How to Get a Free Covid Test in NYC

New York City officials are working to bolster the city’s testing infrastructure as coronavirus cases rise — largely fueled by a highly contagious subvariant of the virus — but an election-year dispute in Washington, DC, means some New Yorkers may have to pay to get tested .

Because federal emergency aid for testing, vaccines and therapeutics is stalled, certain providers are no longer able to provide testing to everyone free of charge, regardless of their insurance status. But New York City officials have said that tests at city-run sites will remain free for all.

Coronavirus cases in New York City have risen 77 percent in the past two weeks, according to a New York Times tracker. The increase is largely driven by BA.2, a highly contagious subvariant of the Omicron strain, and a loosening of pandemic restrictions.

City officials have said that testing is a crucial tool not only for tracking the spread of the virus, but also for stopping transmission. Here’s what you need to know about getting tested in New York City.

Senators struck a $10 billion deal this week on emergency aid for testing, vaccines and therapeutics, but it has stalled amid an election-year dispute over immigration policy. With Congress set to leave for a scheduled two-week recess, final passage might not occur until later this month, meaning some uninsured people may have to pay out of pocket for tests.

Mayor Eric Adams and health officials announced on April 1 that the city wouldn’t let the delay in Washington prevent the city from providing free testing and vaccination services through New York City Health and Hospitals.

“We believe that health care is a human right, and we serve every New Yorker regardless of their ability to pay or their immigration status,” said Dr. Mitchell Katz, the hospitals’ president and chief executive.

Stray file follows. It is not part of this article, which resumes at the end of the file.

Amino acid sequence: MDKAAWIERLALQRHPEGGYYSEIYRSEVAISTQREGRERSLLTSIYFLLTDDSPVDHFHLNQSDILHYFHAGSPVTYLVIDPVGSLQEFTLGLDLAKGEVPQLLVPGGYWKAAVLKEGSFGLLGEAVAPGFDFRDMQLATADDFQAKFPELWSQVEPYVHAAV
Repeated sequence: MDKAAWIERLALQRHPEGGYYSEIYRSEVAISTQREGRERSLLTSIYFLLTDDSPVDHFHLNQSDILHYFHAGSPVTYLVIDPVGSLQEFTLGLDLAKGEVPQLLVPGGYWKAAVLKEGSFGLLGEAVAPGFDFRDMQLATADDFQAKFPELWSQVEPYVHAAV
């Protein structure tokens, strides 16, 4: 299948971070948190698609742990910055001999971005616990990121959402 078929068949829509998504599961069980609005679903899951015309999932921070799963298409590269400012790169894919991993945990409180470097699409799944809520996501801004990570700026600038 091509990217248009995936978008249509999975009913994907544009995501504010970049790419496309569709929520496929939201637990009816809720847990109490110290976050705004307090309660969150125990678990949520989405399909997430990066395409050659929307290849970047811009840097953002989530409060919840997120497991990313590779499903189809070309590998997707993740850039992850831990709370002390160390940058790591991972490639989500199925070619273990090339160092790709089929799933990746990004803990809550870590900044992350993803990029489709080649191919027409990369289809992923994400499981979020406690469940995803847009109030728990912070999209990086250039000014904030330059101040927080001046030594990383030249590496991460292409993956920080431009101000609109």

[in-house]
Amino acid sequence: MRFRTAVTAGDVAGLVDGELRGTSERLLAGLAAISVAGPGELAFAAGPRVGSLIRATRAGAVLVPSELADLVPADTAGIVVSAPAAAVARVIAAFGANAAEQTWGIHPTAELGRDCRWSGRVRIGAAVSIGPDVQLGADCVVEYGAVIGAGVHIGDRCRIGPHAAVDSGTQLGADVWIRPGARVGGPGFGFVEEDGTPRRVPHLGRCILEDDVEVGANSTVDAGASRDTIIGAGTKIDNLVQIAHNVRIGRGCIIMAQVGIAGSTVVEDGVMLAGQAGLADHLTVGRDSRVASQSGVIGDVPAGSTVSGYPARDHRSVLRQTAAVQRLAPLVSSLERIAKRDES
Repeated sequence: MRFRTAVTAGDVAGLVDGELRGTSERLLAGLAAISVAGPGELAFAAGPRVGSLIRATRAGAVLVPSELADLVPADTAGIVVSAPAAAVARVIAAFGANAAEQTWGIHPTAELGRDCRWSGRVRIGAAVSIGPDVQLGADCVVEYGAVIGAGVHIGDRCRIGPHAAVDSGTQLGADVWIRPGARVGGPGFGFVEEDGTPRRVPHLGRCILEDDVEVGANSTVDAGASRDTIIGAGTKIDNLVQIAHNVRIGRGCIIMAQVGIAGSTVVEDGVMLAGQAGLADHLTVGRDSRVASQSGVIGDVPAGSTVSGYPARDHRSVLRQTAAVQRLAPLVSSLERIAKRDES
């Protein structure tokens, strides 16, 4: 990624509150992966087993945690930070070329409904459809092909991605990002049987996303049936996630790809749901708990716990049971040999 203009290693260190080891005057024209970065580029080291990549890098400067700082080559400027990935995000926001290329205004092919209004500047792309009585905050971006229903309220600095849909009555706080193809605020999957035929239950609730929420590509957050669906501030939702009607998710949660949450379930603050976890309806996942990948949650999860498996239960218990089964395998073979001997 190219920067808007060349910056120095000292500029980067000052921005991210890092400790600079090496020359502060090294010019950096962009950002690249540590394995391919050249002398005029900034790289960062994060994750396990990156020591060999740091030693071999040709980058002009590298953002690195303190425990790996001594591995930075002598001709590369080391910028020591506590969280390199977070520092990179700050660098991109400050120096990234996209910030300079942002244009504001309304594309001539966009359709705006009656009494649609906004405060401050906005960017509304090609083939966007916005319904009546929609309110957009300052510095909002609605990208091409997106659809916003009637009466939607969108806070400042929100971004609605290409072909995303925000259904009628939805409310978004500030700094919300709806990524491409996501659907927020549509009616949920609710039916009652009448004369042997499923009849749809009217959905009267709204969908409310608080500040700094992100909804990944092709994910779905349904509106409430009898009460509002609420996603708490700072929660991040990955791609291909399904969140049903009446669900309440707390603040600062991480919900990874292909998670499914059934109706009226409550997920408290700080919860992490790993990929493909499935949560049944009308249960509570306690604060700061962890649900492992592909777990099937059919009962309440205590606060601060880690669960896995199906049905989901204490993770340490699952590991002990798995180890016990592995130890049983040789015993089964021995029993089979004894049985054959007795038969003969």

A number of other providers offer testing across the city. The city’s website includes a list of them, including ones that aren’t part of the city’s health system. The state health department also lists testing sites on its website.

But if you are getting tested at a site that is not run by the city or state, it is best to ask ahead of time whether you will be charged. It is also a good idea to check with your insurer about whether there will be any fees involved for testing.

New York State officials have run a number of mass testing sites, including in New York City, throughout the pandemic. They scaled down many of them as the winter Omicron surge waned. The state has the capacity to reopen the sites through June if needed.

City officials have suggested that all New Yorkers get tested, including those who do not have Covid-19 symptoms or are at increased risk of developing serious illness from the virus.

Some testing sites do, however, have age requirements. For example, many of the mobile testing sites run by NYC Health and Hospitals only test people over age 4. And the at-home kits are for people over age 2.

And sites that aren’t run by the city or state may have other restrictions for testing, such as requiring recent exposure to the virus, so it is best to ask ahead of time.

Policies at the various private testing tents on sidewalks throughout the city vary widely, so check before you swab.

Outside Columbia University’s gates in Manhattan, workers at two of three testing tents said they were continuing to offer free tests to people without insurance.

Workers at C19Testing, which had a blue and orange tent, and LabQ Diagnostics, which had a blue and red tent, both said there had been no policy change. But across the street, a worker at a RapidNYC tent, which was black and red, said he could not run the tests without insurance information.

The organization’s website explained further: “We will only be able to accept patients who are fully insured and have been exposed to COVID-19 for testing.”

Also look out for possible hidden charges. In Times Square, a worker at a green and white EZTestNY tent on 41st Street and Broadway said he could run a PCR test for free with no insurance, but a rapid test would cost an uninsured person $30.

The company’s website, however, said that uninsured patients could no longer be tested at all without payment or a billing agreement as of March 18. “We regret any inconvenience that this may cause our valued customers,” the company wrote.

Sharon Ottermann and Emily Cochrane contributed reporting.

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